Sections I found particularly interesting were those on “Feathers of the Chest” which informs about the direction of feathers of the breast and the subtle contours they create. Having struggled with legs and feet in my own drawings, I especially enjoyed the sections on “How to Balance Your Birds” and “Understanding Bird Feet”. Did you know, for example that the rear-facing toe (hallux) on a Passerine has only one bone that cannot bend around a branch as one might assume, while the inner toe has two, the middle toe has three, and the outer toe has four? Well, perhaps you did know this, but had you ever observed it? Additionally, why is this important? Well, for one thing, knowledge of such details provides more realism and accuracy to your drawings. But for non-artist birders as well, stopping to notice this feature in a bird enriches our birding experience whether we plan on drawing or not. Opening the book to any page is guaranteed to open birder, and artist-birder’s eyes alike to details we may have not given much thought to before.
John Laws has a great love for the subject of the book obviously. An avid birder himself, as well as an accomplished artist, his attention to detail such as those mentioned above, encourage us to look as closely at the birds we see in our binoculars as an artist would. What better advice could we give ourselves than to look more closely at our subjects, drink in the all details and remember them more vividly…?
The Laws Guide offers plenty of material for advanced artist such as a lengthy section on “Birds in Flight”, as well as “Observing Light and Shadow”, “Negative Space”, “Planes and Textures” and tips for those wishing to improve colored pencil practice and water color techniques.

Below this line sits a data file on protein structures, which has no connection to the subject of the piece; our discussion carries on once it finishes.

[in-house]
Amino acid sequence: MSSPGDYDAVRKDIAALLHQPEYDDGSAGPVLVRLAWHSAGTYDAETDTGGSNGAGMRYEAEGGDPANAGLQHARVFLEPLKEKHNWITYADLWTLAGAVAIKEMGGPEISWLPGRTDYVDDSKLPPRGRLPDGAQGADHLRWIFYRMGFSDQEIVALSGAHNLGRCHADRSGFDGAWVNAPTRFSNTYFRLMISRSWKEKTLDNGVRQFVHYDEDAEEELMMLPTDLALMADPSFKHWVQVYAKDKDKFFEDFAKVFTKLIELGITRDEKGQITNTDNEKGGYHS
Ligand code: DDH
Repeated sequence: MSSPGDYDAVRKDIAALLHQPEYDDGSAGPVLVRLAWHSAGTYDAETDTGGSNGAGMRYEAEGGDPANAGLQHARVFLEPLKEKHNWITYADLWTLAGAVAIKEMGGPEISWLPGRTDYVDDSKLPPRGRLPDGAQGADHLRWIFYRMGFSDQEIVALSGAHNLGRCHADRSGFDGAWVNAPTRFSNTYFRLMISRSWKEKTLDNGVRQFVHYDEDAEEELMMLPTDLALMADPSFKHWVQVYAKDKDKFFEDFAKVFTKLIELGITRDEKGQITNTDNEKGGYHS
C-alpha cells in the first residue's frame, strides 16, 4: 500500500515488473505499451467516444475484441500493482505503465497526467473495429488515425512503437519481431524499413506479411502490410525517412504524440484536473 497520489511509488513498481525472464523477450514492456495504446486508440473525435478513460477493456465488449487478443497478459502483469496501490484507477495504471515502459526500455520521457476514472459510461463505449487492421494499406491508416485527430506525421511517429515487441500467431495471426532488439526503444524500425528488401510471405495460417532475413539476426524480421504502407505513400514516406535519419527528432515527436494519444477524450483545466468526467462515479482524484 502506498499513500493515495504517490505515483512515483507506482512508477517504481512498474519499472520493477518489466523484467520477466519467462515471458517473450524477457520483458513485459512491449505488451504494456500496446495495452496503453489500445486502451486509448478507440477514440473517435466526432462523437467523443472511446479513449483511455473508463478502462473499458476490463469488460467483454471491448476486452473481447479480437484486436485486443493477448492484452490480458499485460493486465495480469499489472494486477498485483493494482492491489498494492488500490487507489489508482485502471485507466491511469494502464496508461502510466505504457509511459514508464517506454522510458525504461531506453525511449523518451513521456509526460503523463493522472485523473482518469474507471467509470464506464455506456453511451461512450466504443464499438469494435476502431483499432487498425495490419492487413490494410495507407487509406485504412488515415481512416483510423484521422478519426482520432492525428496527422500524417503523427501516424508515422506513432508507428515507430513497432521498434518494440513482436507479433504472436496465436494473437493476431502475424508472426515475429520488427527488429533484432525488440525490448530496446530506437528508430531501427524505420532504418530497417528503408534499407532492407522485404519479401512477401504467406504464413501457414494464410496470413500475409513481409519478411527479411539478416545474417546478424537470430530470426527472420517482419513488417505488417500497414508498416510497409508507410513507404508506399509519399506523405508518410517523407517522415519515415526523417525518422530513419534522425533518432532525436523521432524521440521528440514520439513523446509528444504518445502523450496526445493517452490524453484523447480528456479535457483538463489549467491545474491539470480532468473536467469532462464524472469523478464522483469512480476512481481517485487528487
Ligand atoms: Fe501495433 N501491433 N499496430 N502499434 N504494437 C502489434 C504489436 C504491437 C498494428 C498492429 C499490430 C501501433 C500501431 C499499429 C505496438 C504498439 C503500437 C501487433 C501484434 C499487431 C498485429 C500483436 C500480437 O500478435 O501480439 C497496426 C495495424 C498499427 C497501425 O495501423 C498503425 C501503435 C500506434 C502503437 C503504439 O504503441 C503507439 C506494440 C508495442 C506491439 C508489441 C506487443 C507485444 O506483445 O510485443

Of all the sections in the book I found useful, perhaps the section on “Iridescence” was the most eye-opening. I’d been afraid of attempting this in my artwork prior to Law’s easy explanation. My attempts had always turned out like a brightly colored mud of rainbow colors, but nothing like the purple-blue-black flame we see on a Great-tailed Grackle, or the god-like golden-orange blaze of an Rufous Hummingbird. I feel I have a handle on this concept now, but by no means is my technique perfect. Everything worthwhile takes practice—lots of practice. And now there’s a whole lot more hope for others like me.
This is one of the important take-aways from the book, and it echoes what John Laws said in a recent presentation at Sequoia Audubon in San Mateo, California. Noticing details like the way the toes wrap (or do not wrap) around a branch, or the fact that the gape of the mouth is never a single hinged angle, but several… or that the median coverts switch directions on Passerines, while Raptors, Cormorants and Herons have several rows of reversed coverts… and on and on until morning. These tiny, lovely details deepen our experience with a bird—they give us something to watch for, something new to learn, and something beautiful to draw, if we care to try.